Market Report: Tiger turmoil worries banking giants in the Far East

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The nightmare of a Far Eastern meltdown again tormented the HSBC banking giant, sending its sterling denominated shares 80p lower to 2,166p. The Pacific currency and share uncertainty is creating deep unease, prompting speculation a major crisis could develop.

HSBC, the stock market's biggest company with a capitalisation of around pounds 55bn, and the Standard Chartered banking group, off 17p at 834p, have felt the strain since the tiger turmoil first erupted.

As other banks soared in the EMU hysteria, HSBC, owner of Midland Bank,and Standard turned in muted displays. Just before the Far Eastern distress became apparent some analysts were talking brightly of HSBC hitting 2,600p. The best achieved was 2,347p.

The rest of the market had a subdued session, largely on the back of a survey showing the majority of the nation remains hostile to a single currency, despite the market's enthusiasm. Government stocks were obvious casualties, off by up to 75p.

It was, however, a dull session with trading relatively modest. The temptation to snatch profits after the recent heady run and the gilts weakness were largely responsible for Footsie's 30 8 points fall to 5,300. At one time it was down 62.8 but a firm New York display prompted a little support.

It could, of course, be argued that the alarms generated by Saturday's rehearsal for order-driven trading left many dealers depressed and ill- equipped for rousing action. Any deals in the real world must have seemed trivial compared with the order for 1 billion PowerGen shares, worth more than pounds 7.5bn, attempted on Saturday. Such playful antics forced 438 suspensions of the new system, which comes into operation later this month.

Barclays fell 17.5p to 1,680p on its BZW fiasco and Halifax, down 14.5p to 721p, and Woolwich, 6p to 307.5p, were hit by sell advice from Panmure Gordon.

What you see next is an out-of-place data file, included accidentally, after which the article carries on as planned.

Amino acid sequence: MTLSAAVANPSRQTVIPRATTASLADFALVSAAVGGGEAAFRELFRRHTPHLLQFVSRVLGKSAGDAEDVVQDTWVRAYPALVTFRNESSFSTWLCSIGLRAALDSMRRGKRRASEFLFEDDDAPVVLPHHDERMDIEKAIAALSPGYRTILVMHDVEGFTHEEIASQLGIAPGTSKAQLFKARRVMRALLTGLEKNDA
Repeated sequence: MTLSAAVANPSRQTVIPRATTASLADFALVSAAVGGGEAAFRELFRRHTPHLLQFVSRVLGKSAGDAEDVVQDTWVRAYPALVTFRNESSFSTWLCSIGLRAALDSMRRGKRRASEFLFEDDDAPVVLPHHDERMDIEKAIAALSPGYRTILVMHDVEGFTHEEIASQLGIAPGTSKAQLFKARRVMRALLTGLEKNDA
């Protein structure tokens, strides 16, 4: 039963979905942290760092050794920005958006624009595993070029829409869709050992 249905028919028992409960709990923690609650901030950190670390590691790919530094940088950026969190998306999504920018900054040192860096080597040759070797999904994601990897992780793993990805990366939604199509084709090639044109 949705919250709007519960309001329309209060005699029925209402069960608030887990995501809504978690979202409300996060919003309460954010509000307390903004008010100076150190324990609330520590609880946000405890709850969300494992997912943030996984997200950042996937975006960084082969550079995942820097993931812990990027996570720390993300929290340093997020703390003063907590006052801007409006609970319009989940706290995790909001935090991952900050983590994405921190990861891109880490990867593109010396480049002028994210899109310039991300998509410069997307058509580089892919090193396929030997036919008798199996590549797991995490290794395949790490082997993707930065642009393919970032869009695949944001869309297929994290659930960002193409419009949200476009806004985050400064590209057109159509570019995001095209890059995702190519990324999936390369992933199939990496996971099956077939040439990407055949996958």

Reckitt & Colman, the household goods group, was one to buck the trend, gaining 23p to 998p. A NatWest Securities push and a pending analysts visit to the group's US operations were responsible.

Ladbroke, the betting and hotels chain, was another in form - up 5.5p to 283.5p, highest for seven years. There is talk of a US hotel sale but it is the expectation that the US Hilton Hotels chain will start buying which is never far from the surface.

Arjo Wiggins Appleton firmed to 200.5p as a bid battle emerged for Worms & Cie, involved in a near 40 per cent shareholding in the packaging and paper group. There are hopes Worms will be broken up, leading to Arjo being put in play.

The Fine Arts Development split was well received. FAD rose 36.5p to 188.5p and the Creative Publishing spin off closed at 172.5p. The two are 36p higher than Friday's FAD close.

CIA, the media buyer, was little changed at 173.5p as WPP nudged its stake to 12.8 per cent.

Soco International was firm at 386.5p. It took analysts to see its Mongolian oil operations, which have been expanded.

RAP put on 11p to 53.5p after meeting institutions following a 15 per cent profits advance; chemical group Doeflex was another to respond to profits, a 23 per cent increase pushed the shares 16.5p higher to 242.5p.

Properties were again firm with Pillar, up 10p to 261p, leading the way.

Rage Software's reshaping continued with the sale, for pounds 1.7m, of its BCE amusement arcades.

Little Buckland Investments arrived at 15p a share and went to 17.5p.

Another start-up, Cambury Investments, placed shares and warrant units at 7.5p; the shares traded at 3.25p and the warrants at 1.25p.

Behind Cambury, a cash shell, is Damian Aspinall. A similar enterprise, Calidore, was launched 18 months ago. It has since taken over a New Zealand software firm and is now known as Keystone Software, unchanged at 65p.

Struggling ViewInn held at 52.5p. It raised pounds 253,000 through a placing at 39p and issued 107,000 shares at 50p to directors and consultants as remuneration and fees.